Chapter 1: Alpha and Omega 

Christian Spirituality 

Looking Back 

Other ways to engage online:

Author site: http://www.StephenWHiemstra.net, Publisher site: http://www.T2Pneuma.com.

Newsletter at: http://bit.ly/2fEPbBK

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Blackaby: Take Heart, Spring is Around the Corner

Blackaby_11172014Richard Blackaby. 2012. The Seasons of God:  How the Shifting Patterns of Your Life Reveal His Purposes for You. Colorado Springs:  Multnomah Books.

Review by Stephen W. Hiemstra

“You have to know when to cut bait and when to go fishing.”

Whoever said it first was certainly a fishing expert. A good friend of mine, who is an obsessive fisherman that actually put himself through school working in fisheries, advised:  the time to fish is at twilight—morning and evening.  I never caught a fish with an artificial lure until the day I followed his advice.  Timing is everything if you want to catch fish.

Richard Blackaby’s book, The Seasons of God, builds on the basic premise of King Solomon (7):  For everything there is a season, and a time for every matter under heaven (Ecclesiastes 3:1 ESV).  Blackaby (3) writes:

This book explores something that involves getting your timing right for all you do and where you do it.  It’s about being free to really enjoy what you’re doing and where you’re doing—and to make the most of the experience.

Blackaby (13) reminds us also of the Apostle Paul’s observation that: at the right time Christ died for the ungodly (Rom 5:6 ESV).

Blackaby (24-41) summarzes his observations about timing in a chapter entitled: Ten Laws of the Seasons of Life.  These laws are:

  1. Each of us experiences repeated cycles in life that are profoundly mirrored in the seasons we see in nature.
  2. These seasons are more than simply a metaphor for aging.
  3. Each season is unique and adds important dimensions to life.
  4. Our seasons follow a set order.
  5. Our seasons vary in length and intensity—and in what they require from us.
  6. The way we handle one season profoundly impacts how we experience the seasons that follow.
  7. We can—and often do—fail to recognize and understand our particular season.
  8. Understanding our seasons of life requires a vital, open, trusting relationship with God.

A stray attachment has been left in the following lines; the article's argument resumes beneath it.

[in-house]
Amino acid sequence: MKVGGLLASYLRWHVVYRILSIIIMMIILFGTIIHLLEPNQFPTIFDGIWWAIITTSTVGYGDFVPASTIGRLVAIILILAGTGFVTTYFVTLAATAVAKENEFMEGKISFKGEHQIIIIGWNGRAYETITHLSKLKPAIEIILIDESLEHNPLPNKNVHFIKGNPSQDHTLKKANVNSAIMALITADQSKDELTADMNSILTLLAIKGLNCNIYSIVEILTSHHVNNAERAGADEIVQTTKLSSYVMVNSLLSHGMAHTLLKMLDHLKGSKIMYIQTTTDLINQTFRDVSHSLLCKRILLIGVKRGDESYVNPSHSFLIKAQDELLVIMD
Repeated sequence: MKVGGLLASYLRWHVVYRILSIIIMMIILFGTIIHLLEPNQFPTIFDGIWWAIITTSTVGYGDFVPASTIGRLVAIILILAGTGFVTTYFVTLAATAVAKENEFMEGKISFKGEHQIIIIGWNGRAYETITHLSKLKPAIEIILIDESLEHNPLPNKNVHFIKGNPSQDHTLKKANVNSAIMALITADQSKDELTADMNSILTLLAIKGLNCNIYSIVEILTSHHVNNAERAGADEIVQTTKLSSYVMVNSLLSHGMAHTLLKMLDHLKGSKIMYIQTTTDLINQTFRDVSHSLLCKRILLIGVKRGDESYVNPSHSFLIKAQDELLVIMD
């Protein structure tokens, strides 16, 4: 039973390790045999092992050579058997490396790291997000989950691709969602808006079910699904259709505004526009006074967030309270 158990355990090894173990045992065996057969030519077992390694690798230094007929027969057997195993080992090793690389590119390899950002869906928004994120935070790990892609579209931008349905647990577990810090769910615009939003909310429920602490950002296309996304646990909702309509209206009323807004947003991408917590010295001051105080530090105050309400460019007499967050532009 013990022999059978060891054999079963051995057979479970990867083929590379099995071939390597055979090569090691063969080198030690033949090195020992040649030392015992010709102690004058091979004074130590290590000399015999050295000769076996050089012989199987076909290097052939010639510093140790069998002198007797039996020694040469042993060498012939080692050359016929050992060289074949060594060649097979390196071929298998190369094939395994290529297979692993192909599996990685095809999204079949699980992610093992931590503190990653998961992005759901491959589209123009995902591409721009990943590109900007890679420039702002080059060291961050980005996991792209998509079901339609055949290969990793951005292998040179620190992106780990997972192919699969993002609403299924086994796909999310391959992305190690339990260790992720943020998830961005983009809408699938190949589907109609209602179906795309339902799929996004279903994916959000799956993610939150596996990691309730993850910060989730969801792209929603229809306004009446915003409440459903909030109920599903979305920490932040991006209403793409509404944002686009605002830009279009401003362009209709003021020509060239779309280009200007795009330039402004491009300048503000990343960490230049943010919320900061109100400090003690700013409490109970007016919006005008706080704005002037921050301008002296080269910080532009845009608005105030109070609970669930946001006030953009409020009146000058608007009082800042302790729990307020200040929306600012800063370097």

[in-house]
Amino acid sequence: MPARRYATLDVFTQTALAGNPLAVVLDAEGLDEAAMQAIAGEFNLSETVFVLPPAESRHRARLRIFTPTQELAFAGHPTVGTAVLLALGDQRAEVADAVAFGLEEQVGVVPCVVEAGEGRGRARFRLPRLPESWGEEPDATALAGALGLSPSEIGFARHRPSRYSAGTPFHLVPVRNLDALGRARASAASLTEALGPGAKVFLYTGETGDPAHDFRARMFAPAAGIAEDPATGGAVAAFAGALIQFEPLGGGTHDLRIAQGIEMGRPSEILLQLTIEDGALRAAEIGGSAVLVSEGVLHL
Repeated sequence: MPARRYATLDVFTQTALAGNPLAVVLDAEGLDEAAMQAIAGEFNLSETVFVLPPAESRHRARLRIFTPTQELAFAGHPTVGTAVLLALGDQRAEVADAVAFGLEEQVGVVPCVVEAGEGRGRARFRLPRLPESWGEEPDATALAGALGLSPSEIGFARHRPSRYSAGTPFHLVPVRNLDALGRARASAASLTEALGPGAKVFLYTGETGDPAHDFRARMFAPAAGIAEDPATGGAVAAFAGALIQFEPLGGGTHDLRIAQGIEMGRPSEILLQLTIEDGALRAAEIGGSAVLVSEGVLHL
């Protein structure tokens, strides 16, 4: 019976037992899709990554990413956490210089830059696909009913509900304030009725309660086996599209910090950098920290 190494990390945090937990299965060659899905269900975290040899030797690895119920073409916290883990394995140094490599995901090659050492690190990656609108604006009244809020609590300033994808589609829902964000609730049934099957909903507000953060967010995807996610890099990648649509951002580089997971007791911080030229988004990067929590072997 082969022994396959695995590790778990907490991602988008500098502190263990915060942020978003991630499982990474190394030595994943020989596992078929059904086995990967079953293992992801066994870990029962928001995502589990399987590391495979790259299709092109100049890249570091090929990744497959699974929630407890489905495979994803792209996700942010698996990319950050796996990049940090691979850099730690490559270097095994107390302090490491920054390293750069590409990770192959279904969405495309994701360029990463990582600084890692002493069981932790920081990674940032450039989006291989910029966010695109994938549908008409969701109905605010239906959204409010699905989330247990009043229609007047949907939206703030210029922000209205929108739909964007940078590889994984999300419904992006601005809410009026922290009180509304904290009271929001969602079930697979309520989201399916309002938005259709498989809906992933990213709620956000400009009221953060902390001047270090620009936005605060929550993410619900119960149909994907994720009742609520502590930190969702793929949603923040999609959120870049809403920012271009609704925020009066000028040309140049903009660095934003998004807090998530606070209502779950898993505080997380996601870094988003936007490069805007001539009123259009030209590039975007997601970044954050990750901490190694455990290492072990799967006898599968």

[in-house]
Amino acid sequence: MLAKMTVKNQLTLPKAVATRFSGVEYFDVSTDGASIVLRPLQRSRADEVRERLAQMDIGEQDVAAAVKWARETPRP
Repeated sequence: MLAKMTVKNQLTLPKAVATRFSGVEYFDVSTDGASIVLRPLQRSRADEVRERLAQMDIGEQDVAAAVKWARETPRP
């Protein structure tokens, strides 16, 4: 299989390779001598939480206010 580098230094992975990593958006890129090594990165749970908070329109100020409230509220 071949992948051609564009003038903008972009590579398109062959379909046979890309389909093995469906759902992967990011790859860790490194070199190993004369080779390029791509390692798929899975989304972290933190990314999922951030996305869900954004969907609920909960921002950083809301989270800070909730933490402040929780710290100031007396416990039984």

9. We experience different seasons in different aspects of our lives.
  10. We are meant to thrive in every season.

This last point is terribly important—thriving is God’s will for our lives and his guidance is the key to making the most of each season (40).

The four seasons of life are taken from nature.  Blackaby (25-26) describes them as follows:

  1. Spring is about potential, promise, and possibilities.
  2. Summer is a time of growth and maturation.
  3. Autumn is the season of harvest.
  4. Winter is a season of winding down—withdrawal, retreat, and closure.

Problems (47) arise when we are impatient for the next season (season rushers) or refuse to give up the previous season (season graspers).  I am more prone to impatience—friends used to say that I was born 16 years old—but we all know someone who reports their age on their birthday as 29—again.  Getting stuck in a particularly happy season or particularly sad season seems to be a pattern repeated in many unhappy lives.

Blackaby’s book is written in 3 parts:  Embracing the Pattern, Embracing each Season, and Thriving in All Our Seasons.  These parts are composed of 29 chapters.  Chapters 6 through 25 are found in part 2 where Blackaby introduces a classification system:  4 seasons described in 4 areas of life.  The seasons are listed above; the 4 areas of life affected by the seasons are: your identity, your relationships, your roles, and your faith (58-60).  The first and third parts of the book introduce the subject, summarize the lessons learned, and suggest what to do with it.

Many people will want to skip straight to chapter 28:  With Joy Comes Laughter.  Here Blackaby talks about how to have fun.  How do you become a joy-producing person? (238)  Blackaby suggests house decorations (240), a chocolate fountain (241), a costume closet (241), holiday themes (242), and homemade movies (242).  Richard: please invite me to your home sometime!

Blackaby’s writing has been influential in my walk with the Lord.  Although I was exposed to Experiencing God[1] in my church, I actually spent more time with Hearing God’s Voice[2].  It was about a year later that I began to sense a call into pastoral ministry.  Blackaby’s The Seasons of God is a good holiday read and a thoughtful book anytime.  It may change your life.